Steve Wynn has been reportedly assisting the Federal Bureau of Investigation (FBI) since the Las Vegas billionaire brought a lawsuit against Japanese businessman Kazuo Okada in early 2013.
Okada’s Universal Entertainment Corporation (UEC) was an early investor of Wynn’s Las Vegas vision. In exchange for financing the completion of Wynn Las Vegas and Wynn Macau to the tune of $455 million, the Japanese billionaire received a 20 percent stake in the publicly traded hotel and gaming company.
Wynn and Okada had planned to work on another project together in 2008, this time in the Philippines, but Steve backed out on corruption concerns in the Southeast Asian island country. Okada moved forward on the Manila project, a decision that ultimately led to their falling out.
According to a special report from Reuters this week, former UEC executive Yoshitaka Fujihara says he was bribed by Wynn to travel to the US and be interrogated by federal investigators.
The FBI opened its probe into Okada after Wynn filed a civil lawsuit claiming his former friend spent over $100,000 to wine and dine Filipino gaming officials while still sitting on the Wynn Resorts board.
After the expenses incurred from hosting decision makers from the Philippines came to light in 2012, Wynn removed Okada from the board of directors.
The Japanese investor argued expenditures to cover travel costs weren’t made to gain good favor for his Manila casino. However, a later payment of $40 million came from Okada companies to an alleged middleman in Manila.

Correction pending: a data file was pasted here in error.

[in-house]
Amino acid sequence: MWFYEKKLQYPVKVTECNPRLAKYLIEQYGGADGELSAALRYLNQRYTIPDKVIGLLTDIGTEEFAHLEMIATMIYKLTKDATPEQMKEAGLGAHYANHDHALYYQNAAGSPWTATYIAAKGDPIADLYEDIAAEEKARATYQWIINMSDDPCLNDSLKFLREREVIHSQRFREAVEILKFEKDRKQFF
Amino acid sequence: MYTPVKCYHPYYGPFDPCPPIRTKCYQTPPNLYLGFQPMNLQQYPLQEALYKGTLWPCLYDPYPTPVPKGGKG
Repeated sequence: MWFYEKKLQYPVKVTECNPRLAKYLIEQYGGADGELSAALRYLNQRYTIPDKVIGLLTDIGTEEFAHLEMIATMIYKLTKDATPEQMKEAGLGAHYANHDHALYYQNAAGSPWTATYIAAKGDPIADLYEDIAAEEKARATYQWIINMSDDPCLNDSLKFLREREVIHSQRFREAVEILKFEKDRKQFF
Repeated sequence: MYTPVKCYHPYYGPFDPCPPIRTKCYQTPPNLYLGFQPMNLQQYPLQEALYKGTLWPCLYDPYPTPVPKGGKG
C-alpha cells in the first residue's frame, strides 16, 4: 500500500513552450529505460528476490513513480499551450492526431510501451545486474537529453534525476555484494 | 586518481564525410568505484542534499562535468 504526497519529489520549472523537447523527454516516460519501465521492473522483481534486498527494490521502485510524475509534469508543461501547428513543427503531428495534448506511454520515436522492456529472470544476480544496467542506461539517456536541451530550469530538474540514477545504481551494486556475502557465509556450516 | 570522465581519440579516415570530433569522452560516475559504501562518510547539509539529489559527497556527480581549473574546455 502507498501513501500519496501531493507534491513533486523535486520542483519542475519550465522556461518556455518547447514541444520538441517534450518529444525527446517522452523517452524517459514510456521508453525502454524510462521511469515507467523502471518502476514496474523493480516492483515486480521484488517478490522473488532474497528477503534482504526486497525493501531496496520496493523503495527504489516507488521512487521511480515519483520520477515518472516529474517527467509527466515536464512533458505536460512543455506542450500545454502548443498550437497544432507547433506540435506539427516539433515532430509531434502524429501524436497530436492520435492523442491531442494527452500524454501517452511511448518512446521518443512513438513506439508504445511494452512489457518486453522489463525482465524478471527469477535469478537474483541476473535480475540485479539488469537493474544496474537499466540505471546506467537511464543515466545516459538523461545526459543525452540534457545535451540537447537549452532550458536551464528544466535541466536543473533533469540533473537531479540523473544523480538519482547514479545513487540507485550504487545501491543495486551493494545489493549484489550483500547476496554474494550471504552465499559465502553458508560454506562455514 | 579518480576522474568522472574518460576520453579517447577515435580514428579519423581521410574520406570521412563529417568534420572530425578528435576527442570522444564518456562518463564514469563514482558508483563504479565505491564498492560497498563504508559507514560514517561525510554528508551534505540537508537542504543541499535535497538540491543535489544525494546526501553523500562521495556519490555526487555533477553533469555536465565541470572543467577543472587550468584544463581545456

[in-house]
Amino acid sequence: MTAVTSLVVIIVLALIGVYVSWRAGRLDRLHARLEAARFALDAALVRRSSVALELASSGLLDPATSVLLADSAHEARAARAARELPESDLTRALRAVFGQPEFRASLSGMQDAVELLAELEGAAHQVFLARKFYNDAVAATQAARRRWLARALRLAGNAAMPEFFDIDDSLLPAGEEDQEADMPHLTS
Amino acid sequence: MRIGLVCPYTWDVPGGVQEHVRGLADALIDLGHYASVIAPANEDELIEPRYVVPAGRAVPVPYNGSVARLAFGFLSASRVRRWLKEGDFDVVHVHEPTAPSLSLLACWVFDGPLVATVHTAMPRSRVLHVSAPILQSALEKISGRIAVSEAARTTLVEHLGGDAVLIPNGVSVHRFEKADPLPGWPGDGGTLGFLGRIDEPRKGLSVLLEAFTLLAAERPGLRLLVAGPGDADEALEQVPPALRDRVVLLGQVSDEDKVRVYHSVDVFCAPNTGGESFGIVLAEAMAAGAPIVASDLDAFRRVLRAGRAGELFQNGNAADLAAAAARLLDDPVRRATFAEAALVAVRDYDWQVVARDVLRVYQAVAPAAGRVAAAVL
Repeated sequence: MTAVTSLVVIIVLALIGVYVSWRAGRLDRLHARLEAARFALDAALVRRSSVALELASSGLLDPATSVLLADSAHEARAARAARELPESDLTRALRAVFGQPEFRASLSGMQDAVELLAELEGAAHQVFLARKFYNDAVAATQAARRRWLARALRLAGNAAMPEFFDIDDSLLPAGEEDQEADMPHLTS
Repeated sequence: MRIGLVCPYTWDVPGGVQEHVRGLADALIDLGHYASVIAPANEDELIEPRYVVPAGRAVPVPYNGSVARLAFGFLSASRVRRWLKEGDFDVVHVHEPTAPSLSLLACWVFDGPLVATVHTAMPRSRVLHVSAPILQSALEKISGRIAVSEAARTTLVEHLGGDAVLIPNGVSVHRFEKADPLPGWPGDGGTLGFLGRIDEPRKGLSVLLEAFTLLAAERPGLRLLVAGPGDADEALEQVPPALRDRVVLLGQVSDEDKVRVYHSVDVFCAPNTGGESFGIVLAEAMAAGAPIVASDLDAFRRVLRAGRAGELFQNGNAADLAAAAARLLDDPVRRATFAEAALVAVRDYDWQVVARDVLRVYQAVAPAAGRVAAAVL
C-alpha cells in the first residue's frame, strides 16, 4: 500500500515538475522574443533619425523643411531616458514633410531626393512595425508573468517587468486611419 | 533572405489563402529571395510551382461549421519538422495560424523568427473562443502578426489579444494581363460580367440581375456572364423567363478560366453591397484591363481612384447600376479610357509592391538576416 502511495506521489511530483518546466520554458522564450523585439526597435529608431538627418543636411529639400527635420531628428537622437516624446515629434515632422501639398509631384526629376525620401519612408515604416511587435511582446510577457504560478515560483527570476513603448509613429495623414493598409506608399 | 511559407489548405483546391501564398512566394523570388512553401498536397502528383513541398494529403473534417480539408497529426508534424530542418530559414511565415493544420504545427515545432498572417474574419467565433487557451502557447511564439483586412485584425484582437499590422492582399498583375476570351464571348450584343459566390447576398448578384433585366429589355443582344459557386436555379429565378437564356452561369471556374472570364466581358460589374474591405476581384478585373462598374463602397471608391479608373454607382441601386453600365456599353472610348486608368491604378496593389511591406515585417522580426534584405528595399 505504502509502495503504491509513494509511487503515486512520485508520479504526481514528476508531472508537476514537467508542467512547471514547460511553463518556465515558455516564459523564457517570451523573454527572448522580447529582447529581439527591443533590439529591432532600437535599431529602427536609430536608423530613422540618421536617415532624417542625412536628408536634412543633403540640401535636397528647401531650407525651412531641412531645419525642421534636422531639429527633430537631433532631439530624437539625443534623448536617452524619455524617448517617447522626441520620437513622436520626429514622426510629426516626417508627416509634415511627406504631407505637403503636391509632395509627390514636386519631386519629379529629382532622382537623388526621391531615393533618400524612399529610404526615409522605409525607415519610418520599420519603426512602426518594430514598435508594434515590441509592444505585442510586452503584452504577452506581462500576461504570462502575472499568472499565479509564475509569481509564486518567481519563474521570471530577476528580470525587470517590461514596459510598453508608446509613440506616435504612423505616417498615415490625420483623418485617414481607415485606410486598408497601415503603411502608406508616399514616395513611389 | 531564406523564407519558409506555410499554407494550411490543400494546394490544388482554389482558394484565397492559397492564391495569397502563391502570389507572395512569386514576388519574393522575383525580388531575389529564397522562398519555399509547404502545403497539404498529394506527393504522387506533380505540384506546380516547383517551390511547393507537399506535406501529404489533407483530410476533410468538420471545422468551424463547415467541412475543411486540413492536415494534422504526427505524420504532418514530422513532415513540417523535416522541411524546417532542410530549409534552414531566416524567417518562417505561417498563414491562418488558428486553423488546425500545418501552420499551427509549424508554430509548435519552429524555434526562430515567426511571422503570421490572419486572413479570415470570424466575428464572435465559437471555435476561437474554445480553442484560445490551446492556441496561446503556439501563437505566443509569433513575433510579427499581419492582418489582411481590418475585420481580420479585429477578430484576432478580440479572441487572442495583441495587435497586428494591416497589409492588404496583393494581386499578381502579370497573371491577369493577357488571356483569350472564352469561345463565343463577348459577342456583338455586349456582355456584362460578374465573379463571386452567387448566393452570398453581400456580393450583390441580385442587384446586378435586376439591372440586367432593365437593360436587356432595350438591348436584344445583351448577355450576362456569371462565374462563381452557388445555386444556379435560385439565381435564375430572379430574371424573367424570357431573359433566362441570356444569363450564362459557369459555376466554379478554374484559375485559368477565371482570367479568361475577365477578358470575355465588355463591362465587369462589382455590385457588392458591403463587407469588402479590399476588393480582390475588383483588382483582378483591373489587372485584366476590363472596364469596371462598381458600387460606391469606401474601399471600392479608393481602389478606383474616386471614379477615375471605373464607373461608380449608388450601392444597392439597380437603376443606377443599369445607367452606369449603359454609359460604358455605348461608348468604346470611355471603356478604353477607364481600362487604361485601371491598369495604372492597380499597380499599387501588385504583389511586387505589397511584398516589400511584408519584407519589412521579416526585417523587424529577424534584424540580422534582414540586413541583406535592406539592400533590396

The $2.4 billion Okada Manila resort opened on December 30, 2016. With over 280,000 square feet of gaming space, it is the largest casino in the Philippines.
The Foreign Corrupt Practices Act (FCPA) prevents US companies from bribing foreign governments.
According to UEC, Wynn sent James Stern, a former FBI agent and interrogator turned casino security expert, to Japan in order to convince Fujihara to meet with law enforcement officials on US soil. The plan worked, and the executive was flown to the US on Wynn’s dime to meet with investigators.
Aiding the FBI
The lawsuit between Wynn and Okada is still ongoing, but the question now being raised is whether a US corporation should be aiding a federal investigation for its own gain. Fujihara was one of nearly a dozen UEC workers Wynn Resorts flew to the United States to testify about the case.
The FCPA law is grey when it comes to companies assisting the US in an investigation of an overseas organization. Law experts say it isn’t necessarily illegal, but there might be a need for an ethical boundary.
Okada, of course, believes Wynn’s actions are in the wrong.
“We learned earlier this year that Wynn Resorts has instigated and extensively facilitated a federal criminal investigation,” Okada attorney Stephen Peek said during a court hearing in 2015.
The case is being heard in Nevada’s Clark County, home to Las Vegas. Judge Elizabeth Gonzalez is presiding over the deliberations, and has ordered Stern to provide more testimony on his actions in the coming months.